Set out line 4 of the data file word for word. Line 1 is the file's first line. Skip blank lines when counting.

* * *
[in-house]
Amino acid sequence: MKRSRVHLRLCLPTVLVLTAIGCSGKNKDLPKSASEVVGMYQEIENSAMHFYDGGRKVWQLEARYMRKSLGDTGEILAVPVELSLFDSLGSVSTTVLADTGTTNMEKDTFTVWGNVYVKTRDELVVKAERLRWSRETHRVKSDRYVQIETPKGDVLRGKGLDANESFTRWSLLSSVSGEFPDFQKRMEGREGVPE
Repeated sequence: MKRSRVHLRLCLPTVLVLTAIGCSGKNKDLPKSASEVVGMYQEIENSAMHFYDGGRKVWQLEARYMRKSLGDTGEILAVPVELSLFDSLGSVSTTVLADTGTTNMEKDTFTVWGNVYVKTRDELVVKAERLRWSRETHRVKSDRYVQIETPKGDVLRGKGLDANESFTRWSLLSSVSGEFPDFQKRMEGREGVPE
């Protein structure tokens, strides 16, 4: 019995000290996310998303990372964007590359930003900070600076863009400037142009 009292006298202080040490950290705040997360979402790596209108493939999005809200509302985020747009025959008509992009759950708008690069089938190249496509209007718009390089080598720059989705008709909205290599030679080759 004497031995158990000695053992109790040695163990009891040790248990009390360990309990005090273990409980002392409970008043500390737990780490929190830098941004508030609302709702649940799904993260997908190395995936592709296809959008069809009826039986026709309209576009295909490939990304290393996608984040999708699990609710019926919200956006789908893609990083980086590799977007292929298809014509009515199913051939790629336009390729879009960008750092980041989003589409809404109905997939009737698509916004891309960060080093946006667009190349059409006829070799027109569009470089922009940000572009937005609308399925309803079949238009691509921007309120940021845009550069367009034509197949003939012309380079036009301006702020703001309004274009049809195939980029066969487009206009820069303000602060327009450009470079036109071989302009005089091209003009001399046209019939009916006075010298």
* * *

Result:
């Protein structure tokens, strides 16, 4: 019995000290996310998303990372964007590359930003900070600076863009400037142009 009292006298202080040490950290705040997360979402790596209108493939999005809200509302985020747009025959008509992009759950708008690069089938190249496509209007718009390089080598720059989705008709909205290599030679080759 004497031995158990000695053992109790040695163990009891040790248990009390360990309990005090273990409980002392409970008043500390737990780490929190830098941004508030609302709702649940799904993260997908190395995936592709296809959008069809009826039986026709309209576009295909490939990304290393996608984040999708699990609710019926919200956006789908893609990083980086590799977007292929298809014509009515199913051939790629336009390729879009960008750092980041989003589409809404109905997939009737698509916004891309960060080093946006667009190349059409006829070799027109569009470089922009940000572009937005609308399925309803079949238009691509921007309120940021845009550069367009034509197949003939012309380079036009301006702020703001309004274009049809195939980029066969487009206009820069303000602060327009450009470079036109071989302009005089091209003009001399046209019939009916006075010298």